October 26, 2011 at 11:42 am | Reply
  4. sami

    yes but no one counts 50,000 lives gone from the planet ...just for lousy politics and oil.......

    what a year 2011

    October 27, 2011 at 12:17 pm | Reply
  5. Occupado

    The easy part is over. Kadaffy is gone. Now comes the hard part: forming a democracy among people who have no idea who Thomas Jefferson was or what he stood for.

    October 27, 2011 at 2:39 pm | Reply
  6. Nadine

    Now that Gadaffi is dead those who will replace him are fractured and hate each other. Are we really sure that those people will not be our sworn enemies now that the horrible dictator is gone ? Gadaffi knew how to control them and he was the reflection of who they are (barbaric and uncivilized). Chances are very high that extremists will take control of Libya just like what is happening in Egypt. The Muslim brotherhood and salafists are going to win the approaching elections in Egypt and they are vehemently against America and Israel. Their leaders who are persecuting the coptic Christians of Egypt proclaimed that they loathe democracy and want to adopt the Sharia law. I am afraid we have opened a can of worms or even worse a barrel of snakes and this spells grave and mortal danger to America, Israel and possibly the entire world. We should have left Gadaffi alone and minded our own business if we really wanted peace and security for ourselves.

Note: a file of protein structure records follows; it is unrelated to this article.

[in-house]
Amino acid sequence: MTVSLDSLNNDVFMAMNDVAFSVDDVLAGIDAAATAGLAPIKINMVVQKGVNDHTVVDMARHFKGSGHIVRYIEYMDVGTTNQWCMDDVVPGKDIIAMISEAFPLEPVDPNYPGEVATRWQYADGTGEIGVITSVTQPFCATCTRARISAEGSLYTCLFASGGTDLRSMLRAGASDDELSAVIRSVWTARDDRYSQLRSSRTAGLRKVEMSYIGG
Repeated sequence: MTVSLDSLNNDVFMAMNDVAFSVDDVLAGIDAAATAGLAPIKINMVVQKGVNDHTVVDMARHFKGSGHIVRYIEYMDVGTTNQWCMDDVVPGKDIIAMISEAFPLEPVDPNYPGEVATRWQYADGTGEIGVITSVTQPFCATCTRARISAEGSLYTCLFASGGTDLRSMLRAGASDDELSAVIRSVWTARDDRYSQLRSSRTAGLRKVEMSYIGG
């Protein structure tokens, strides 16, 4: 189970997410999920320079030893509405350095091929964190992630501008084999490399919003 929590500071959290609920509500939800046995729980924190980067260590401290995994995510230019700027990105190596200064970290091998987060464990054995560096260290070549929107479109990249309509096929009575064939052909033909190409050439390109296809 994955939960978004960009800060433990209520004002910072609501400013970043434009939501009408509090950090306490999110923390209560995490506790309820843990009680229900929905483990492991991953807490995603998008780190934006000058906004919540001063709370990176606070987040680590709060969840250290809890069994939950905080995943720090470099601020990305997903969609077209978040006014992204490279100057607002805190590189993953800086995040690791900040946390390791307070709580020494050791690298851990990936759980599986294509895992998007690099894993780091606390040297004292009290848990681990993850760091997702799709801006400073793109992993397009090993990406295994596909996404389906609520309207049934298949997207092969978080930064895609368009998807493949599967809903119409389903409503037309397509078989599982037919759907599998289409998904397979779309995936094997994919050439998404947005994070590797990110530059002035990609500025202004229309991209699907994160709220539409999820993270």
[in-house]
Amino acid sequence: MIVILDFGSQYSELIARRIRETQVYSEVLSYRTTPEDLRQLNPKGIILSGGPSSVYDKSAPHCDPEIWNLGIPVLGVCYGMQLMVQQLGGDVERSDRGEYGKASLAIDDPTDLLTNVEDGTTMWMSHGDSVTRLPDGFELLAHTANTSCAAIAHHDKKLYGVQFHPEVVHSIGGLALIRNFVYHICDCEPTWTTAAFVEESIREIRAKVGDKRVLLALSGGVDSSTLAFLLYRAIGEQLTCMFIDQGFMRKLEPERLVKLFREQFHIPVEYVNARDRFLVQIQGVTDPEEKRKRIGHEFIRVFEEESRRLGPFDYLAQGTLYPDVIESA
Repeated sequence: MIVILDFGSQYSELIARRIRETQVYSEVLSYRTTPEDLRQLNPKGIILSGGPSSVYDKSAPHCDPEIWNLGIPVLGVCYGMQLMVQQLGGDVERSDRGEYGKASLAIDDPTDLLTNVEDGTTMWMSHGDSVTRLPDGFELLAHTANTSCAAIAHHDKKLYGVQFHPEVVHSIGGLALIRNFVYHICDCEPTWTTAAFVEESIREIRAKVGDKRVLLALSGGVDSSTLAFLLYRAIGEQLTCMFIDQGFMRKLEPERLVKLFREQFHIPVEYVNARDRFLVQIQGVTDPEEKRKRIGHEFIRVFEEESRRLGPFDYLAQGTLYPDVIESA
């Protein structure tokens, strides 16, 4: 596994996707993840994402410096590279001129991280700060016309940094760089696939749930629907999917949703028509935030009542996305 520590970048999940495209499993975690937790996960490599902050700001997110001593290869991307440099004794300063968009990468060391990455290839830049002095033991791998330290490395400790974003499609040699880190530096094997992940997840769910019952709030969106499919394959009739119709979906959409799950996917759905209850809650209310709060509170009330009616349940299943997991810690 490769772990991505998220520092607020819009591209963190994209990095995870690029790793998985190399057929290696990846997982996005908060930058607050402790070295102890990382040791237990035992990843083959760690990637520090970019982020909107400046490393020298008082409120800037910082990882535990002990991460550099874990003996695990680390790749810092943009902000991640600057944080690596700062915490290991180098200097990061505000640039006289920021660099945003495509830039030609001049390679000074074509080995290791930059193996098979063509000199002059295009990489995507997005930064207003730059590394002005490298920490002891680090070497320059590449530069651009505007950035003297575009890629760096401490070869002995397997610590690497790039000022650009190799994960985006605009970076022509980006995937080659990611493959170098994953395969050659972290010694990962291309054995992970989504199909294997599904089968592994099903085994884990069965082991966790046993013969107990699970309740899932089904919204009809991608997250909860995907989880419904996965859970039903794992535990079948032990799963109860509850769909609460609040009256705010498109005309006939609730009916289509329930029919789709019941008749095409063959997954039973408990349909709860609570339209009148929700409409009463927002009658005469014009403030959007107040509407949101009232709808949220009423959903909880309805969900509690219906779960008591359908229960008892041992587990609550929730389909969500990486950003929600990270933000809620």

October 27, 2011 at 3:35 pm | Reply
  7. ladusan

    Would you believe the TV staged falsifications or the facts? Evil man, somebody says? Then, why 2/3 of Libyan population just before this 'war' were foreign workers many of them from the west? Was it a country ran by dictator the one that attract them to go there? I wouldn't go for any money to such country, and from all my acquaintances and friends who worked there I dug out few facts about Libya under Gaddafi confirmed by a statement of this official:

    – USA and EU owns 200 bilion dollars to Lybia for the oil.
    – In 2012 will be the end of foreign oil companies concesion on Lybian oil
    – Gaddafi asked for debt to be paid and fregtn US and EU that otherwise he'll make new deals with other countries and companies.
    Now, did the ordinary citizen of Lybia have any reason whatsoever to rebel agianst Gaddafi? Look over here:

    Lybians during Gaddafi had a very easy and high standard life.

    – Lybia has 6.5 milion population and 14 milion registered cars.
    – If any Lybian citizen whatsoever wants to go to University in the foreign country the Lybian government makes that application possible. Student is being paid an apartment and food, a car, free scholarship plus $2300 a month!